Many newcomers planning to arrive in Canada during fall or winter tend to go shopping for winter wear in their home countries. While it’s advisable to purchase some essentials to get through the initial days, you will find more variety and have access to clothing and accessories that are specifically built to withstand Canadian weather if you buy your winter gear in Canada. This is especially true if you’re moving from temperate or tropical countries. 

In Canada, all popular retailers and brands have sales at the start and end of seasons. The Canadian Thanksgiving weekend in October, as well as the Black Friday weekend in November, are also popular times to find great deals. You can sign up for newsletters and mailers from your preferred brands or retailers and stay up-to-date on all upcoming sales. 

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Canadian weather can be unpredictable and sometimes fluctuate throughout the day. Be sure to download a weather app and check weather forecasts daily, so you know what to expect and can plan your outfits accordingly. Environment Canada’s weather app, WeatherCAN, provides the latest forecast information directly from Canada’s official weather source; it is available as a free download for iOS and Android. Surviving the Canadian winters may seem scary, but with the right knowledge, preparation, and most importantly, the right clothing, you will be able to enjoy the fall and winter seasons like a Canadian!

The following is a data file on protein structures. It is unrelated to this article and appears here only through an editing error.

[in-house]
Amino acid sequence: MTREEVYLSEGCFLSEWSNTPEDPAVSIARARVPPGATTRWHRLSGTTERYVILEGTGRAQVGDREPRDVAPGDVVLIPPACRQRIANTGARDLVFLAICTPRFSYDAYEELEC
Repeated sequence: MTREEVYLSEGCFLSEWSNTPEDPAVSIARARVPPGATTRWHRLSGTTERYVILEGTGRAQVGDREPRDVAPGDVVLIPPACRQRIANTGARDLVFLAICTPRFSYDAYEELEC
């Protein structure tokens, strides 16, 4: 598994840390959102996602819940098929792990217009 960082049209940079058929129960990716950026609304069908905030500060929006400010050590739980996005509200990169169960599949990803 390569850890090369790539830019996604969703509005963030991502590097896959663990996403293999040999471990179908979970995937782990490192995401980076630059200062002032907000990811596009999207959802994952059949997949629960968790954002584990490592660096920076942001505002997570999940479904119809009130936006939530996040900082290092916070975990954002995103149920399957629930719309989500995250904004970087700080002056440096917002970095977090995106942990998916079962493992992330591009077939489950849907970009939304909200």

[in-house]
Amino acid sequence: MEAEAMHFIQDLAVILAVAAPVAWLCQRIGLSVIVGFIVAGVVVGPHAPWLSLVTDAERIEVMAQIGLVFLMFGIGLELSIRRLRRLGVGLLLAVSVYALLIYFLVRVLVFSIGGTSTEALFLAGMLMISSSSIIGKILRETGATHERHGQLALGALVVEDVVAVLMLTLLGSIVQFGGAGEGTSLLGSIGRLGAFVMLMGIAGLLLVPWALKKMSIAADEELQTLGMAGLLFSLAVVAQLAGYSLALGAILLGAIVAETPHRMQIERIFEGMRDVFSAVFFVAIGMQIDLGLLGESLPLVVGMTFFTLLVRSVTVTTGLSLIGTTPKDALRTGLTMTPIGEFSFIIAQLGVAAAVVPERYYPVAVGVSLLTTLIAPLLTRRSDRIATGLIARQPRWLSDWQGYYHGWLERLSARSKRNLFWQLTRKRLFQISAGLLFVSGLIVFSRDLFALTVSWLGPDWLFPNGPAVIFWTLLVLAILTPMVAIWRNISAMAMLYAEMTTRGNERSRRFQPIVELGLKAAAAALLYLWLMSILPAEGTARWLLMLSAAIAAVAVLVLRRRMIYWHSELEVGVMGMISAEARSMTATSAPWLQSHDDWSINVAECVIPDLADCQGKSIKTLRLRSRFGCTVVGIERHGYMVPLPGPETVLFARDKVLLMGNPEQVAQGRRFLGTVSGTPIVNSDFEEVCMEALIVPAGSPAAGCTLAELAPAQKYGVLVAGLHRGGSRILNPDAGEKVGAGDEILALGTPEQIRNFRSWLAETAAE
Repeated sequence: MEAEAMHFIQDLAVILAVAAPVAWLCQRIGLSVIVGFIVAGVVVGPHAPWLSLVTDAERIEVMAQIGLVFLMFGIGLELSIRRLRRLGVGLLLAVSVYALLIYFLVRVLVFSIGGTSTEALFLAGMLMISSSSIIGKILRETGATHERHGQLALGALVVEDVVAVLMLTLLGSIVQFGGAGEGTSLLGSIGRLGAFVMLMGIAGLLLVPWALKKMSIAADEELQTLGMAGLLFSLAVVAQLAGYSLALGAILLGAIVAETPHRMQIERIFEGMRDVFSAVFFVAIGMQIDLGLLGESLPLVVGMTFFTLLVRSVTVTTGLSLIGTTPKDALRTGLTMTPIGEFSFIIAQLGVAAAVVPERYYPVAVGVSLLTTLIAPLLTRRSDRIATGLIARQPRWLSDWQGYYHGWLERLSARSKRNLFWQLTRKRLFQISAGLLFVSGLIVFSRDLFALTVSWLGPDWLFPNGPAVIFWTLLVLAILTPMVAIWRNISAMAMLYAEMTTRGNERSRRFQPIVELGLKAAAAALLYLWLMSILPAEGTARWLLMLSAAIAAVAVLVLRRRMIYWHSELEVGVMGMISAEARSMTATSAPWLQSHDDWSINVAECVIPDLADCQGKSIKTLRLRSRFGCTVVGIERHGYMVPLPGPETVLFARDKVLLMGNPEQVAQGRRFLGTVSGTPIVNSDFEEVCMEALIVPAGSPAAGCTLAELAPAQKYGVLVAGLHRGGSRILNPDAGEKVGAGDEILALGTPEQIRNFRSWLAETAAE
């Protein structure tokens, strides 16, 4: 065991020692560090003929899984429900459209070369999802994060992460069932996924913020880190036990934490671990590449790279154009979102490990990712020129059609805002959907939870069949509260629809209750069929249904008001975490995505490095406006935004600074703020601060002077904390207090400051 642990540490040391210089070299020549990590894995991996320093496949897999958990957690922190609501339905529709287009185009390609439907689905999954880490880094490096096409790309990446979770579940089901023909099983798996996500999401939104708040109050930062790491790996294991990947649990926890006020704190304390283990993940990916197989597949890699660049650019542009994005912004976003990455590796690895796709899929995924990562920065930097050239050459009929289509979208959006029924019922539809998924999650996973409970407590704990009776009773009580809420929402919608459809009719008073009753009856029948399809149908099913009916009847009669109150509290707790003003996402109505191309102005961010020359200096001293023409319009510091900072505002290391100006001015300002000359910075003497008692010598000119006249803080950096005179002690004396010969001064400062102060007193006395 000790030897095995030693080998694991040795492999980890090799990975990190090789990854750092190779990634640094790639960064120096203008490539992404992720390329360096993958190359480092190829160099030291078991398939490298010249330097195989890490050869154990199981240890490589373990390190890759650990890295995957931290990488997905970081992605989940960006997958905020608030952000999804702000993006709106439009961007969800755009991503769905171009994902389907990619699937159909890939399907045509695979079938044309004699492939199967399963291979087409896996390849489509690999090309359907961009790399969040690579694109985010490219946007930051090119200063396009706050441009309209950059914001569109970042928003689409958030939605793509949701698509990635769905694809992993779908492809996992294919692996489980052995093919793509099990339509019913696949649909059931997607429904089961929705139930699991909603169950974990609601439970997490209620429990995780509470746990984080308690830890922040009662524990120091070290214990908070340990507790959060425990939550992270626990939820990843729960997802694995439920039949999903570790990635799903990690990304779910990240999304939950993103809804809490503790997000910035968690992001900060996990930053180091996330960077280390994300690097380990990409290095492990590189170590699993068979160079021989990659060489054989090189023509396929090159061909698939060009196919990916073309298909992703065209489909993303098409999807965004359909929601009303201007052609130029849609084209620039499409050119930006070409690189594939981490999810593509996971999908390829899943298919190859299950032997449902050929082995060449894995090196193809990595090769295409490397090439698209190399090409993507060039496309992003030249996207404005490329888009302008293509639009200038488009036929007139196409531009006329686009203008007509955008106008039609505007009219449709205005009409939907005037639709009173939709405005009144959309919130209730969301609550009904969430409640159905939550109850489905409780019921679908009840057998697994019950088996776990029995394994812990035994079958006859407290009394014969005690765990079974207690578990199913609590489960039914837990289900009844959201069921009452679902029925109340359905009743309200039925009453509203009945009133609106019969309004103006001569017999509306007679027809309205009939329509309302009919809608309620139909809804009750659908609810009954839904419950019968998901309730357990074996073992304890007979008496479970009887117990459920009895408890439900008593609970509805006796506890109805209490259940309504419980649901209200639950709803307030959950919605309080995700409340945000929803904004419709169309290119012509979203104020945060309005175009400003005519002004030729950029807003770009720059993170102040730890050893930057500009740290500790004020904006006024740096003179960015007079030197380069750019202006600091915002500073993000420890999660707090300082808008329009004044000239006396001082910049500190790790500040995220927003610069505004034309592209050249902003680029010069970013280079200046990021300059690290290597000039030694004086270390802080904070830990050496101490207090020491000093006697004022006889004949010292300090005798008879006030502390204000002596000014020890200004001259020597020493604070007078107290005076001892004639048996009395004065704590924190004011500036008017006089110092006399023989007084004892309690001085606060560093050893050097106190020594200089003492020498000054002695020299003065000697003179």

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Disclaimer:
This article offers general information only and is not intended as legal, financial or other professional advice. A professional advisor should be consulted regarding your specific situation. While information presented is believed to be factual and current, its accuracy is not guaranteed and it should not be regarded as a complete analysis of the subjects discussed. All expressions of opinion reflect the judgment of the author(s) as of the date of publication and are subject to change. No endorsement of any third parties or their advice, opinions, information, products or services is expressly given or implied by Royal Bank of Canada or its affiliates.